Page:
The claimant lodged an application for medical assessment and the Assessor found the claimant’s psychological injuries were not related to the accident. The claimant lodged an application for review of the medical assessment certificate and the matter was referred to the delegate who was not satisfied there was “reasonable cause to suspect that the medical assessment was incorrect in a material respect having regard to the particulars set out in the application” as per s 7.26(5) of the Act. Accordingly, the delegate dismissed the review application.
In relation to the delegate’s certificate, the Court noted:
- The Assessor was satisfied that the symptoms described by the claimant were “consistent with a post-traumatic stress disorder diagnosis” noting there was a traumatic life-threatening event when the claimant feared for his life and his safety from ‘the bikies’.
- The Assessor however was unsure if the diagnosed PTSD as a result of perceived threats to the claimant’s safety and feelings of intimidation constituted a “motor vehicle accident”.
- If it was found that the threats and intimidation formed part of a single incident involving the use or operation of a motor vehicle, then the Assessor erred in determining a WPI assessment was not required. It was accepted that it was not the role of the Assessor to determine the scope of a motor accident, but, with reference to AAI Limited v State Insurance Regulatory Authority of New South Wales (formerly the Motor Accidents Authority of New South Wales), if a matter is referred to a medical assessor and there is doubt about whether the incident falls within the statutory definition, the medical assessor should make findings about causation by reference to the physical event or events, and leave it to the court to determine whether or not the events constitute a “motor accident”.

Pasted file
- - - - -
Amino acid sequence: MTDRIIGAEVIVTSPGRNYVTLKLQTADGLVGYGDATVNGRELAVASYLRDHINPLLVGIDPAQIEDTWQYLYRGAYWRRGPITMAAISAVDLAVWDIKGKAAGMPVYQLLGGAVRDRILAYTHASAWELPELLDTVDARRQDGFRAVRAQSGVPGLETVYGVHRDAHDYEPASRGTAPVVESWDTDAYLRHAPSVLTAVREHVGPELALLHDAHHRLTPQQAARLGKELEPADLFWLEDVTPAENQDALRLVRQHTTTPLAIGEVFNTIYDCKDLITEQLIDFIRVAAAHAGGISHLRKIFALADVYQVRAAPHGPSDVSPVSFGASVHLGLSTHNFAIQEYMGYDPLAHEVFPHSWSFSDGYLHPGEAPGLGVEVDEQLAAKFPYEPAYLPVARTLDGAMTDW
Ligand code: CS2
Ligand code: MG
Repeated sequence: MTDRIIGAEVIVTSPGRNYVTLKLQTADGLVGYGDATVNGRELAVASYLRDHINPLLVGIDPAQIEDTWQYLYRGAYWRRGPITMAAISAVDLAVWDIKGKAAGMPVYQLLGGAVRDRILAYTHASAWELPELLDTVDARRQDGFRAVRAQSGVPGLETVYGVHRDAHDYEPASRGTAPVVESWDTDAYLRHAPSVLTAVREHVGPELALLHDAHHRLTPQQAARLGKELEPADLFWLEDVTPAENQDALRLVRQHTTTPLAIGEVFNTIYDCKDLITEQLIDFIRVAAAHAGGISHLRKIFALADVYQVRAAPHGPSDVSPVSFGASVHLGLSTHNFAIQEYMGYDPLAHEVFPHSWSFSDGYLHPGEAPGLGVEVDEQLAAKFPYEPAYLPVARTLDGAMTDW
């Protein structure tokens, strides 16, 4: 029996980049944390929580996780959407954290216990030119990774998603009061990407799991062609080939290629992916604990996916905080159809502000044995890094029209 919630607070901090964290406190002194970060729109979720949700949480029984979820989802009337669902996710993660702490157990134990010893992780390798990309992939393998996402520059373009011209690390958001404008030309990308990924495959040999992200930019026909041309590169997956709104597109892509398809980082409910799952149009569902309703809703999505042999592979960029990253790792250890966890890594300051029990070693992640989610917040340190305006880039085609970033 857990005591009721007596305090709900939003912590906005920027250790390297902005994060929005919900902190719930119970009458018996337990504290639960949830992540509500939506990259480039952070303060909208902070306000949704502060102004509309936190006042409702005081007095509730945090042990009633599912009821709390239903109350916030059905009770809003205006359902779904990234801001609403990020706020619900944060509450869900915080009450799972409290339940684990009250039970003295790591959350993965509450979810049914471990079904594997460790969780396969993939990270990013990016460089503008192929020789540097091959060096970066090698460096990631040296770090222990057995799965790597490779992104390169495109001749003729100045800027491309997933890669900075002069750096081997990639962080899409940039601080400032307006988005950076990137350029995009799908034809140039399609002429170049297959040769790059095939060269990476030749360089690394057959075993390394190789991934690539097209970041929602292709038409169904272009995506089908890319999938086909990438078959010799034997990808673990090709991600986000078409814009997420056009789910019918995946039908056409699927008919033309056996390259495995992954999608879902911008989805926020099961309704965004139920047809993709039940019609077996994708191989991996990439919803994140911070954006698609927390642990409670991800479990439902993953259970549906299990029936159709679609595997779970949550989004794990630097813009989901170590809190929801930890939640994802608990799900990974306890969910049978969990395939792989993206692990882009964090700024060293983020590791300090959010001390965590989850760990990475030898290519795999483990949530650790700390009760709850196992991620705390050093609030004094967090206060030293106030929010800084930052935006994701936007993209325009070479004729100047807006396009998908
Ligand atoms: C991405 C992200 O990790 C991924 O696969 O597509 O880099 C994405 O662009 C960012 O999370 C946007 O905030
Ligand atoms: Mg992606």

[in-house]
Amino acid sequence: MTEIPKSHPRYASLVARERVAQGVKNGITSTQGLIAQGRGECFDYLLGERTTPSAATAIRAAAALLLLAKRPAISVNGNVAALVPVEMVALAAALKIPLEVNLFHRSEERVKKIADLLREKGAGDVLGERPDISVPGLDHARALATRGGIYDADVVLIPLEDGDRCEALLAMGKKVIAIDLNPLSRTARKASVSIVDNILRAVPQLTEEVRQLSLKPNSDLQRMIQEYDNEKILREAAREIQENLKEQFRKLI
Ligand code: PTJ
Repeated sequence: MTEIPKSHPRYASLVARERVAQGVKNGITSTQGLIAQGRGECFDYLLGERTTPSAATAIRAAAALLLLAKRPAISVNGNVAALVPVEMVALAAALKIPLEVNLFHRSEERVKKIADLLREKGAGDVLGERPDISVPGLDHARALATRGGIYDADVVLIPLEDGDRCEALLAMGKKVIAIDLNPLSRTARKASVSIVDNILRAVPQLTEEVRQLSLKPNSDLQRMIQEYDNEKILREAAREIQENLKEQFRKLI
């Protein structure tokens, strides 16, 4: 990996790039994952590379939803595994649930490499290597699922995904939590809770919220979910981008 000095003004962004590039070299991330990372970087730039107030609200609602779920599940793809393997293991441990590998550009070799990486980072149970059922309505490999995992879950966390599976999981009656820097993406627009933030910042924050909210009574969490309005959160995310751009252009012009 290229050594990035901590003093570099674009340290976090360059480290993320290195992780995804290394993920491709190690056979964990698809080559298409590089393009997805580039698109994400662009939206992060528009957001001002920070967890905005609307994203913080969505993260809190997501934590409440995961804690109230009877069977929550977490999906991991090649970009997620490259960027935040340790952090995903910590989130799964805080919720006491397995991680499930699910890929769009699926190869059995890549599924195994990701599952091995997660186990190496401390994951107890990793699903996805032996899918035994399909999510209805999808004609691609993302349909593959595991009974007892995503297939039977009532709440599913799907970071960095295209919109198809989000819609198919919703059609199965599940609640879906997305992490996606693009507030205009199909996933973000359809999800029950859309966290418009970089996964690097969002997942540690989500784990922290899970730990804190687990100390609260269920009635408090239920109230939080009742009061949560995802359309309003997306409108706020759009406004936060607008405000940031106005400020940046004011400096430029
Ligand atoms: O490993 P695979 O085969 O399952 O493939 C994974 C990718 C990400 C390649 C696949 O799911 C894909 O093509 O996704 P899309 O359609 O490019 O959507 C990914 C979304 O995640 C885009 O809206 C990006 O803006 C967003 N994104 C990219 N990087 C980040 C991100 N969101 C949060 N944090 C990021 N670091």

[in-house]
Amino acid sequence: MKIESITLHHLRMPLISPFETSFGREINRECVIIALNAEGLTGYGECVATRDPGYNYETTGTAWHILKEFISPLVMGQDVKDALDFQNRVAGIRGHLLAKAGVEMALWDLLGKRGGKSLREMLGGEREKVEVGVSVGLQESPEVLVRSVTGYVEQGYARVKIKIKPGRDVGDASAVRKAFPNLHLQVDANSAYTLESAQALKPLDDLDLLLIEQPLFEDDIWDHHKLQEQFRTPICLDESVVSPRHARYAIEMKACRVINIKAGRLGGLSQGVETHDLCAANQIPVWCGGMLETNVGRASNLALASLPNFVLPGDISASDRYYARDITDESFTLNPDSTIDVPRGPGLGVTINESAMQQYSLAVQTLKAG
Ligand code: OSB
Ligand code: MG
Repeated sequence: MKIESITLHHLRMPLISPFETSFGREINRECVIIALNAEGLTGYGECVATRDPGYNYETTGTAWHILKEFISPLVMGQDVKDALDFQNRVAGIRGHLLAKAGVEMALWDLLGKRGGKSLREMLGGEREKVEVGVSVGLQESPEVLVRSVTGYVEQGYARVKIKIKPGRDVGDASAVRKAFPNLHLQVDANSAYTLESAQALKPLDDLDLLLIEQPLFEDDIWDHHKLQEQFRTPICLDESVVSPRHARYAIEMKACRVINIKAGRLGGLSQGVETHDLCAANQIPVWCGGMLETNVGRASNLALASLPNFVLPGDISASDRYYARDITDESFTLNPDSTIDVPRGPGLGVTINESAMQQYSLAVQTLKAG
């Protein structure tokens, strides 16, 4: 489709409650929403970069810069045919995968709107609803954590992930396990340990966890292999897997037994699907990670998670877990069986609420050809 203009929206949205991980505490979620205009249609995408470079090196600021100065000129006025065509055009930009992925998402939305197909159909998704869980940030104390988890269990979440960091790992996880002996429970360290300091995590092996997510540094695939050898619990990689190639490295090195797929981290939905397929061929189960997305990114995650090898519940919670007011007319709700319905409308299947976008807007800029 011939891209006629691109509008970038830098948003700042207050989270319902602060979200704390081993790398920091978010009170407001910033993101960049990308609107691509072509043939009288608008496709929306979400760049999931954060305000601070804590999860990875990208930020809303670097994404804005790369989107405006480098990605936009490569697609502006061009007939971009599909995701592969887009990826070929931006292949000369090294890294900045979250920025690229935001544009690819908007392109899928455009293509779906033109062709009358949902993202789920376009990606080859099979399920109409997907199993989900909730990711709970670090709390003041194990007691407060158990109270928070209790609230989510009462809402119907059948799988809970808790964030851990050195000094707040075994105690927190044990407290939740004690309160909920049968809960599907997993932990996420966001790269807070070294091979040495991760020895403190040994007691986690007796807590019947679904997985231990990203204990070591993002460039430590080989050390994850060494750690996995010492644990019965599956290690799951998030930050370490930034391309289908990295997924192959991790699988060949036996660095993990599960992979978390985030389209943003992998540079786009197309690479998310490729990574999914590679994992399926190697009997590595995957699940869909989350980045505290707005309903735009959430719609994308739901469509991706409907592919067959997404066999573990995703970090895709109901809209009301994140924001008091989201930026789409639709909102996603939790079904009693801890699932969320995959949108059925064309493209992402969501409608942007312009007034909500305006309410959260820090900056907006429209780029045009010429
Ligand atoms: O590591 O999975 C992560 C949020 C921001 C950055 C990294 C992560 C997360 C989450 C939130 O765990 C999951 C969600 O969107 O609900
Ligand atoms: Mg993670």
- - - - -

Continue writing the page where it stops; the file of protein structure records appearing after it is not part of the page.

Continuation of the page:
The Court stated that unless there was another factor in play, there appeared to be a failure on the part of the Assessor to carry out his statutory function of assessing WPI. Either the Assessor went beyond his power in determining there was no motor accident or failed to exercise his power because he did not complete his statutory function by assessing WPI.